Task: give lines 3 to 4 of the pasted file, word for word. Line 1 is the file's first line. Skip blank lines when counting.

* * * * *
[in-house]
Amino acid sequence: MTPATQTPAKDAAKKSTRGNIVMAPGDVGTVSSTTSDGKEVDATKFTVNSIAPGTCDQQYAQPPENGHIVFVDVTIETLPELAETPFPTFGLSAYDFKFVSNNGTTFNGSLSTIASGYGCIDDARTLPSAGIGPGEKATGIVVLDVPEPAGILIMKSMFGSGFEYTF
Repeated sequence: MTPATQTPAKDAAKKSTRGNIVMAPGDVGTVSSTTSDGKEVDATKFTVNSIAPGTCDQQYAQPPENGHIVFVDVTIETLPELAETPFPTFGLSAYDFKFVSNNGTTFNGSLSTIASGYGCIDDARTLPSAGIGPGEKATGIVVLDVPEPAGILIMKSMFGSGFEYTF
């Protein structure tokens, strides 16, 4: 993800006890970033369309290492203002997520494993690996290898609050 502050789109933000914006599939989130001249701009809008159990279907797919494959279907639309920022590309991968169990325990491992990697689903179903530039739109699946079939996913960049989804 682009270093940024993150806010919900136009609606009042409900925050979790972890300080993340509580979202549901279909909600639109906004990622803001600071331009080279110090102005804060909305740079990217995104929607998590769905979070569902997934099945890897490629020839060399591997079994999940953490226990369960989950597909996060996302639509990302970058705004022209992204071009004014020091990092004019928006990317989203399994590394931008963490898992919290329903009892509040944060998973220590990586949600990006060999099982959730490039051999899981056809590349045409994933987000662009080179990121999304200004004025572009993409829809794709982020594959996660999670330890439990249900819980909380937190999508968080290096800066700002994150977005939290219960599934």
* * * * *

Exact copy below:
Repeated sequence: MTPATQTPAKDAAKKSTRGNIVMAPGDVGTVSSTTSDGKEVDATKFTVNSIAPGTCDQQYAQPPENGHIVFVDVTIETLPELAETPFPTFGLSAYDFKFVSNNGTTFNGSLSTIASGYGCIDDARTLPSAGIGPGEKATGIVVLDVPEPAGILIMKSMFGSGFEYTF
């Protein structure tokens, strides 16, 4: 993800006890970033369309290492203002997520494993690996290898609050 502050789109933000914006599939989130001249701009809008159990279907797919494959279907639309920022590309991968169990325990491992990697689903179903530039739109699946079939996913960049989804 682009270093940024993150806010919900136009609606009042409900925050979790972890300080993340509580979202549901279909909600639109906004990622803001600071331009080279110090102005804060909305740079990217995104929607998590769905979070569902997934099945890897490629020839060399591997079994999940953490226990369960989950597909996060996302639509990302970058705004022209992204071009004014020091990092004019928006990317989203399994590394931008963490898992919290329903009892509040944060998973220590990586949600990006060999099982959730490039051999899981056809590349045409994933987000662009080179990121999304200004004025572009993409829809794709982020594959996660999670330890439990249900819980909380937190999508968080290096800066700002994150977005939290219960599934």